But for all of the high-tech genetics involved in creating spider silk this way, the irony is that the silk is still harvested in essentially the same way the cocoons of silk worms have been harvested for thousands of years.
The cocoons are dunked into hot water to loosen up the protein glue that holds the fibers together. After a minute or so has passed, Brigham takes a brush and begins to swirl it around in the water.
“So we should have loosened up the glue enough that we can swirl this around get one of the fibers,” Brigham says, as he snags a fiber with the brush and then grabs hold of it and starts to pull. “And so now we are unreeling the silk.”
But because the individual fibers are so thin, it is impossible to run each fiber through a textile mill. That means multiple fibers are combined and loaded onto the mill at the same time. The number of fibers depends on how fine a fabric you are making.
The cocoons, with the ends of the fibers now exposed, are brought to a textile mill reeler. The tiny fibers are then combined, one by one, by one, and loaded onto the mill. The machine will automatically unwind that one-mile long strand of silk from each cocoon. By now you’re probably asking, why exactly make spider silk? Well, because it’s so strong.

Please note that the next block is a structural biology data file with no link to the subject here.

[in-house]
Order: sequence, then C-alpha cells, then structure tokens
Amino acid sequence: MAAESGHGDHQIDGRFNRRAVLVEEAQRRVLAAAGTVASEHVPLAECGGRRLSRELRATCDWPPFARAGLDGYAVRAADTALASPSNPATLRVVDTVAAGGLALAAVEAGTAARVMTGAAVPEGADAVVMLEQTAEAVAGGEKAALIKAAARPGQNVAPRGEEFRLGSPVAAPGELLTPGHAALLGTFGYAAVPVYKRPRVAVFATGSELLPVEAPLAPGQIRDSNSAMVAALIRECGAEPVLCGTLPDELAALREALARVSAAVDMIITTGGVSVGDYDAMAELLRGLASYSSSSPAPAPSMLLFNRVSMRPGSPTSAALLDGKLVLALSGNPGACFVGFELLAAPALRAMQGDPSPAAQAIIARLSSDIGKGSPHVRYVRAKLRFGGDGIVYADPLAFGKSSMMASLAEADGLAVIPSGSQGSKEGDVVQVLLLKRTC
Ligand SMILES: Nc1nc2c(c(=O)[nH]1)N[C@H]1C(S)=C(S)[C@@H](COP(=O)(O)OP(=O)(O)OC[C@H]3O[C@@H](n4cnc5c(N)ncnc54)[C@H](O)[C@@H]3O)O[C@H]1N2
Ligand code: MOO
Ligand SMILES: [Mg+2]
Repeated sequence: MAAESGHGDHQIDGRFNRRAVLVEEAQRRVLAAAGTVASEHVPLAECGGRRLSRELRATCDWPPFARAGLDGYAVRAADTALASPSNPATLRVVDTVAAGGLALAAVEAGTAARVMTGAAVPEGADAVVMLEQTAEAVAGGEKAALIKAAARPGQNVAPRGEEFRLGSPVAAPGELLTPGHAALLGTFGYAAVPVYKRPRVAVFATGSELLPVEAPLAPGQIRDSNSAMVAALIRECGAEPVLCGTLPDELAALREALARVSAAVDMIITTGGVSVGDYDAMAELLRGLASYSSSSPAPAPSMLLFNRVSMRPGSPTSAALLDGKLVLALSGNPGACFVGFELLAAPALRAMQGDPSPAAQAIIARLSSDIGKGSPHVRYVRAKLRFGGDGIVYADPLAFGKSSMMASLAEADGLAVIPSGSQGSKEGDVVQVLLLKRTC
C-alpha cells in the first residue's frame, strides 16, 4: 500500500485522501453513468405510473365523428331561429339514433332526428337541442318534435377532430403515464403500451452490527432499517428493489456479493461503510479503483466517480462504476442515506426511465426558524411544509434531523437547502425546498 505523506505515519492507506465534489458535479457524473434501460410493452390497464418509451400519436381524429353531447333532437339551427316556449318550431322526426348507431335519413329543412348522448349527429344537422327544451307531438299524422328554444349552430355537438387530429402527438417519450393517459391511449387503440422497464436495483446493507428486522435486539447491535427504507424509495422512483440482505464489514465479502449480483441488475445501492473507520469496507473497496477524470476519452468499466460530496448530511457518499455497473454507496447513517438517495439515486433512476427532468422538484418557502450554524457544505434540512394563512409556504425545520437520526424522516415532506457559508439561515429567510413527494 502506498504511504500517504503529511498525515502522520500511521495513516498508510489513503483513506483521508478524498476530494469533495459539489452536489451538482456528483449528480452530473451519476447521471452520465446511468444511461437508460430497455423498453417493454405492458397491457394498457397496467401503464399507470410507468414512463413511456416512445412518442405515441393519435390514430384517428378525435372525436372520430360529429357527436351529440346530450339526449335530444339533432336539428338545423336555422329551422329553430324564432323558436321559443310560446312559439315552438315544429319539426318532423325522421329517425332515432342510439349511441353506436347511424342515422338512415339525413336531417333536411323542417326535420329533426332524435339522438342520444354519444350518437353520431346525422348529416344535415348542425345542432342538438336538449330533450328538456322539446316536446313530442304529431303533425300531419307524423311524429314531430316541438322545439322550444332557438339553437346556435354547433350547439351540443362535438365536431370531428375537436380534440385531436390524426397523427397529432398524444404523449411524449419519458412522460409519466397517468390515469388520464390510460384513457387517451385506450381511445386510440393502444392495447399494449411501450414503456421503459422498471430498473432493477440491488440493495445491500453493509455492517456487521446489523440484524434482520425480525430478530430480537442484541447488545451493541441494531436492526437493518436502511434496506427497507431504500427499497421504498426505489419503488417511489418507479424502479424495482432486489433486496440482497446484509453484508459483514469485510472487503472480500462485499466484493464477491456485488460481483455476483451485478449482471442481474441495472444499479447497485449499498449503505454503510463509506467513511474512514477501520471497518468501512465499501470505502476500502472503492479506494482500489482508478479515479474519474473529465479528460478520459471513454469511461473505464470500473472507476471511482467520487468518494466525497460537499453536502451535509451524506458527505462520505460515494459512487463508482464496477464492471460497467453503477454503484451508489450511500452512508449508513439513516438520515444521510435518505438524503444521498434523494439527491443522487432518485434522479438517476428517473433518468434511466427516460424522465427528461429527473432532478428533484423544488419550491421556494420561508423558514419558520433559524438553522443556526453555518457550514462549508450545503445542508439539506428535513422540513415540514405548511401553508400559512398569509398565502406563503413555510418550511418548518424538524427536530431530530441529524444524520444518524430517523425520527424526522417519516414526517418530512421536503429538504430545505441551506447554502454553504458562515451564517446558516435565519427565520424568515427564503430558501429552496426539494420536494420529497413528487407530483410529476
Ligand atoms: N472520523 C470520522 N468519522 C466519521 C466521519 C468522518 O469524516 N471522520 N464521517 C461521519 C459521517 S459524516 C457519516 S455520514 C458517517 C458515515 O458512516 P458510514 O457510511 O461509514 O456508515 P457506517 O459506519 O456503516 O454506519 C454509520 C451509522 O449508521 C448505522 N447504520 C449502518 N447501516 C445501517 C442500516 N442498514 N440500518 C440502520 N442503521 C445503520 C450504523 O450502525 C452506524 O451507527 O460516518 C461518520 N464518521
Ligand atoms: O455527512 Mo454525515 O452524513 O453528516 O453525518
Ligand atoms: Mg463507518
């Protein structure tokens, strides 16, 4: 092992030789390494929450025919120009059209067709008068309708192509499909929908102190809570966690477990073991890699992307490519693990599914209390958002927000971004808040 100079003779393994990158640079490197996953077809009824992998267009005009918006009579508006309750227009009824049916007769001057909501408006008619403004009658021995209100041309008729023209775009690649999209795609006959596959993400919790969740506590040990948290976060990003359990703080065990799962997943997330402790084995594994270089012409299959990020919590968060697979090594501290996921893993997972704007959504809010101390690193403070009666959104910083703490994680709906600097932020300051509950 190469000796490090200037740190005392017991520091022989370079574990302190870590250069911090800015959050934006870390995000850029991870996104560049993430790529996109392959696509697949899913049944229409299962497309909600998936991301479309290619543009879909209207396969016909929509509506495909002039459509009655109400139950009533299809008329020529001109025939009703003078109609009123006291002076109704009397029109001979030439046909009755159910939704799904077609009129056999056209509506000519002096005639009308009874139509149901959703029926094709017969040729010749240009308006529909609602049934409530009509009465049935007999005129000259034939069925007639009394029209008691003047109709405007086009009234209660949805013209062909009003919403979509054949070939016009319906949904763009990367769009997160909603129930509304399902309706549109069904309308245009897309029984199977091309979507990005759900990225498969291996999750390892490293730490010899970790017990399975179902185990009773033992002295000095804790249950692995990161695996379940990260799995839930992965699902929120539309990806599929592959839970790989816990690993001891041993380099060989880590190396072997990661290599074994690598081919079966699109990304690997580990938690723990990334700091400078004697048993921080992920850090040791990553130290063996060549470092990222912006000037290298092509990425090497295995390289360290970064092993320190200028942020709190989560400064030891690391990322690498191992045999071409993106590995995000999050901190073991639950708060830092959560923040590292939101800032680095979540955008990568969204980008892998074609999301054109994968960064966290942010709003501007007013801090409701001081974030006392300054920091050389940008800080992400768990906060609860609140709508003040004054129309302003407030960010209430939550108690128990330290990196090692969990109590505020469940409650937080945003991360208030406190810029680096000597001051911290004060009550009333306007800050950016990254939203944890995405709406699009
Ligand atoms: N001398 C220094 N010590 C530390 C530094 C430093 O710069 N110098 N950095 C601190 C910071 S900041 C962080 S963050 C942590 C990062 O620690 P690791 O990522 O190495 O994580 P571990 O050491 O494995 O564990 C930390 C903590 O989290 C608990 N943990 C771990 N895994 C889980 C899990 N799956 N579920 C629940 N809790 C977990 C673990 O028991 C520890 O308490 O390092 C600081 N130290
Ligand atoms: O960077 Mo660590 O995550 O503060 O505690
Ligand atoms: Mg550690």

“Spider silk is five times tougher than Kevlar,” explains Brigham. “There is not as much strength, but there is plenty of stretch and that’s the key.”
Brigham uses the analogy involving a plate glass window, a trampoline and Hall of Fame pitcher Nolan Ryan.
“If you put Nolan Ryan in front of a plate glass window and ask him to throw a ball at it, you’ll be ok for a while, but eventually he’ll throw a ball through the window,” says Brigham. “But nobody, not even Nolan Ryan, throws a ball through a trampoline. Kevlar is the window and spider silk is the trampoline.”
The military is searching for a material that is not only strong but also more elastic and lightweight. The spider silk would be added to body armor. Brigham’s creation has already undergone ballistic testing. It passed until the most extreme of tests when experimenters increased the caliber of shells targeting the material until it was finally defeated. The military wanted to see what it would take to fail, and they were happy with what they found.
The fiber could also be used in a host of medical applications such as sutures, implant coatings or even as artificial tendons. That’s because the human body doesn’t reject spider silk.
There’s still much more testing to go. But as he watches the reel of spider silk grow on the milling machine, Brigham smiles, knowing he could be on the brink of an amazing discovery.
“It works every time," he says, tracing the path of the silk from the cocoon to the reel. “I’m not a farmer, but I’m taking leaves, turning them into big silk works, and turning the product of my agricultural labor into super strong yarn, that is going to save lives. It works every time!”